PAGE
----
BATS Theatre, Studio, 1 Kent Tce, Wellington

17/02/2016 - 19/02/2016

NZ Fringe Festival 2016 [reviewing supported by WCC]

Production Details

The year is 2016… the planet is Earth… and Ray, an overly-optimistic alien from far away, is here to share her thoughts and observations on the human experience…

Ray’s got a documentary to pitch about her favourite species: Humans. But she knows the deal – Humans are super-lame, right? They’re boring, they die easily, and they don’t have any special powers. But Ray is a big fan. With her backpack, camera and 1989 Handbook of Human Pop Culture, she’s going to convince you that Humans are the COOLEST THING EVER since George Michael went solo. 

Thoughts and Observations is a live presentation by Ray, a passionate nerd who shares her findings on these two-legged fleshy creatures. Through her heartfelt observations on Humans, we learn more about Ray and her desire to leave her home planet. She discovers that it can be hard to fit in, despite knowing all the latest dance-moves.

Join her as she learns of the challenges of living up to personal and societal expectations and the disappointment of wanting Duran Duran only to get Meghan Trainor. 

Harriet Hughes is a member of the comedy troupe Discharge and a writer and performer. Her recent works include What is This, Woman’s Hour?, 28 Days: A Period Piece, The Good News and Stages of Cheer. 

Jen O’Sullivan is an improvisation and comedy performer. Jen is a member of the improvisation groups Playshop and Definitely Not Witches. Jen runs Fringe at The Gryphon, Wellington Improvisation Festival and regularly teaches theatre workshops. 

The Studio, BATS Theatre, 1 Kent Terrace 
17th – 19th February, 9:30pm  

Music design:  Flinn Glendall 
Lighting design:  Tony Black 
Film director:  Rosie Howells 
Promotional image:  Josephine Salisbury Mills

Theatre , Solo ,

A ton of energy and unselfconscious charm

Review by Tim Stevenson 18th Feb 2016

The show begins. An alien life form lies on the stage. If it were human, we would read its posture and loud wailing as signs of grief. The life form closely resembles an attractive 20-something woman dressed as if for a retro-80s dance party, complete with pink wig and sparkly antennae – and funnily enough, there’s a plot-twist based on just that similarity, but I won’t say any more because I don’t want to spoil the surprise.

The alien life form lying on the ground holds an image in its hand. Is there some connection? In our human way, we impose anthropomorphic patterns on the scene before us: looks like boyfriend upsets girlfriend; girlfriend unhappy, despite the fact that boyfriend is one of those grey blobby alien types, so possibly not worth getting upset over; extreme sexual dimorphism possibly a thing on this particular planet …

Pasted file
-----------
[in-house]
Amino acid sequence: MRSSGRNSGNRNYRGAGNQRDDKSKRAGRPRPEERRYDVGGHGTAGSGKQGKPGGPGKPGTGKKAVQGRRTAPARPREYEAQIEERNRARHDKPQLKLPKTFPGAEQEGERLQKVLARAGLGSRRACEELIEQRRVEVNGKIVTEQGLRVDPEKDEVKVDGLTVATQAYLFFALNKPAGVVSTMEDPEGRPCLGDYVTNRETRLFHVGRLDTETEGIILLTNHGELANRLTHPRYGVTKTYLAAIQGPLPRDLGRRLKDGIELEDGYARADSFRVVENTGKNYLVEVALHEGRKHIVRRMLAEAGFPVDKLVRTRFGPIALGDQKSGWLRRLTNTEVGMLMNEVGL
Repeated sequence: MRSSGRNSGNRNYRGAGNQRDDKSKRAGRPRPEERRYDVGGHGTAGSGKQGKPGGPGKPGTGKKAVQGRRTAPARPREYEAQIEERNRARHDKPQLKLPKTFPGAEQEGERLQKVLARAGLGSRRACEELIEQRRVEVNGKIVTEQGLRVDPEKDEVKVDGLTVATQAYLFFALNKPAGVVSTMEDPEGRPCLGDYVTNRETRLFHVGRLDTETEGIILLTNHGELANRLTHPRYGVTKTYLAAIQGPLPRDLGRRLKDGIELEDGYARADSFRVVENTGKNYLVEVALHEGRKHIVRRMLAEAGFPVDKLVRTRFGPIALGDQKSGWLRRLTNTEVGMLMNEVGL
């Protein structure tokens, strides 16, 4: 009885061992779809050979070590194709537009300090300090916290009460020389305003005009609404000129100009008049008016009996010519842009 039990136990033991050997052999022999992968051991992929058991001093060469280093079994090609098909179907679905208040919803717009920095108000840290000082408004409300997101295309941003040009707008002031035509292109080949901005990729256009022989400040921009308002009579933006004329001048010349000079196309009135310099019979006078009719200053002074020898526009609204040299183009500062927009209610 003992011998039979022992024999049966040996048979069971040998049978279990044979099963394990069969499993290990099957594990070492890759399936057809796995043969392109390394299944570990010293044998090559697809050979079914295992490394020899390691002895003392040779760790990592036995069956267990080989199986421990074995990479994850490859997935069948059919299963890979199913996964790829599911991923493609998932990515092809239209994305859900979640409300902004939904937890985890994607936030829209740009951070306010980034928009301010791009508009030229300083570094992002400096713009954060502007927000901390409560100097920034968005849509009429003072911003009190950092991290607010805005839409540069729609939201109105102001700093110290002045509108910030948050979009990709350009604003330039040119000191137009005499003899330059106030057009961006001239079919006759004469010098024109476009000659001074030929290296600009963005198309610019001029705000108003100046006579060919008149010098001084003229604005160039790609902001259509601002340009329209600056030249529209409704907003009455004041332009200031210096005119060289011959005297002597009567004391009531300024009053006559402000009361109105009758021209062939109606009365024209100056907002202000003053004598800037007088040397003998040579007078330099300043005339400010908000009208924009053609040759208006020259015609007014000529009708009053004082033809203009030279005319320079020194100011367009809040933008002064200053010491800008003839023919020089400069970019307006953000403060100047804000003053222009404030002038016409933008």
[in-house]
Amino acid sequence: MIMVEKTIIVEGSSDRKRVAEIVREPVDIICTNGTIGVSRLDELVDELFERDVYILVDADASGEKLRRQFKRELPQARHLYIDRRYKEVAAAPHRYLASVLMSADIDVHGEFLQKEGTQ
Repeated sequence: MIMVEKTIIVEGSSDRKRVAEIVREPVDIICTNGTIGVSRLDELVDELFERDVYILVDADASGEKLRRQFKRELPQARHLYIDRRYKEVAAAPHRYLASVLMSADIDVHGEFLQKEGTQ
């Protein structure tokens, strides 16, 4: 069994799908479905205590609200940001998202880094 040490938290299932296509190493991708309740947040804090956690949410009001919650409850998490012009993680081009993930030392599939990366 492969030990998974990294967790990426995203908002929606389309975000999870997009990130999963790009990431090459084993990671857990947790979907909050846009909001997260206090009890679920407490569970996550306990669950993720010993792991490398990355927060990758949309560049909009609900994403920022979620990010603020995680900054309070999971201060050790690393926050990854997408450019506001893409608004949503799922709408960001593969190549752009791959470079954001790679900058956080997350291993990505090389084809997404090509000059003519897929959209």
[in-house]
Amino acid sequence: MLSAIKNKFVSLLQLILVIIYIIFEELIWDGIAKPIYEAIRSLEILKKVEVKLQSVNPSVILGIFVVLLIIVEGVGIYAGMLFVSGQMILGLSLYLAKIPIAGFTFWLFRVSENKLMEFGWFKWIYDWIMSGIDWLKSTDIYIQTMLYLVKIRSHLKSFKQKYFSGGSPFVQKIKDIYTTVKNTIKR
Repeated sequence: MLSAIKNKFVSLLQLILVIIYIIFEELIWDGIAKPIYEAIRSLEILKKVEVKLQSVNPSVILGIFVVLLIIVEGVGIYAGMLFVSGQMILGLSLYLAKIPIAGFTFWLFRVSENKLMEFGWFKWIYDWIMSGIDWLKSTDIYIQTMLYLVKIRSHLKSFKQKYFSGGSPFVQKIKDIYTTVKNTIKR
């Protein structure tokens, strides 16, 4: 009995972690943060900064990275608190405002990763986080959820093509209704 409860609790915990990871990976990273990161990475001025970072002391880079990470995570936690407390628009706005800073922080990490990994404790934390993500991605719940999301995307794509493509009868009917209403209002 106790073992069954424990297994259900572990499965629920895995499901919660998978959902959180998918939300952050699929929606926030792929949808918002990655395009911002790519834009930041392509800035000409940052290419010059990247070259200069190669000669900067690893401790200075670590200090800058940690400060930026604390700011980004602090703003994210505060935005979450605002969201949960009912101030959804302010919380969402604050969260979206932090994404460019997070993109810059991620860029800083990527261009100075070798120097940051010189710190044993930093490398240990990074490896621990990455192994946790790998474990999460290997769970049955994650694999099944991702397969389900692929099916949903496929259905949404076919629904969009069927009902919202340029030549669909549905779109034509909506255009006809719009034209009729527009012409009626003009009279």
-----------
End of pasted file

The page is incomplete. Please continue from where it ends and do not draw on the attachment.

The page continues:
Well, the alien, Ray, soon puts us in the picture, and we’re off on a conducted trip to earth, backed by an Arts Fund grant of extra-terrestrial generosity – or is it? – and Ray’s passion for 80s pop music, earth-style. Again not wanting to give the story away, let’s just say that Madonna comes up a lot, as an ideal, soundtrack and plot device. 

The ‘alien observer on earth’ premise is an oldie but a goodie – like a sort of literary SUV, you can take it just about anywhere. You get the outsider observations about life on earth and, in turn, you can observe alien behaviour in all its variety, to entertain, amaze, provoke – whatever the artist likes.

Given a galaxy of choice, writer/performer Harriet Hughes and director/script advisor Jen O’Sullivan are happy to work in terrain likely to be familiar to Wellington Fringe Festival theatre-goers. Finding a flat, getting a job, making friends, money woes, boyfriend ditto, Arts Fund hassles, can I afford to go to the concert, can you put a price on having a good time …? These are the sorts of things Ray has to deal with, which she does in a spirit of, mostly, buoyant optimism. 

Thoughts and Observations from My Holiday on Earth is a solo show, so it’s obviously important that we like the character of Ray enough to stay with her and wish her well for the whole 55 minutes of running time. Harriet Hughes brings a ton of energy and unselfconscious charm to the part. She also gets good use from a performer’s gift of a face that is mobile and expressive.

Fifty-five minutes is still a solid chunk of time, and Hughes cleverly breaks up the monologue into different formats – phone calls, interviews, audio diary entries – and adds videos and backdrop visual effects. Credit for the latter – the videos are particularly well-received – goes to Rosie Howells, Alice Ralson and Ross Druge. Flinn Glendall makes the lighting and sound all work without a hitch.

Is there a hint of first-night nerves? If so, it is only a hint, which Hughes can hopefully now put behind her after a near-full opening show to a highly appreciative audience.

This run of Thoughts and Observations only has two nights to go – Thursday and Friday – so all you pink-haired alien-lovers need to book now to avoid disappointment. 


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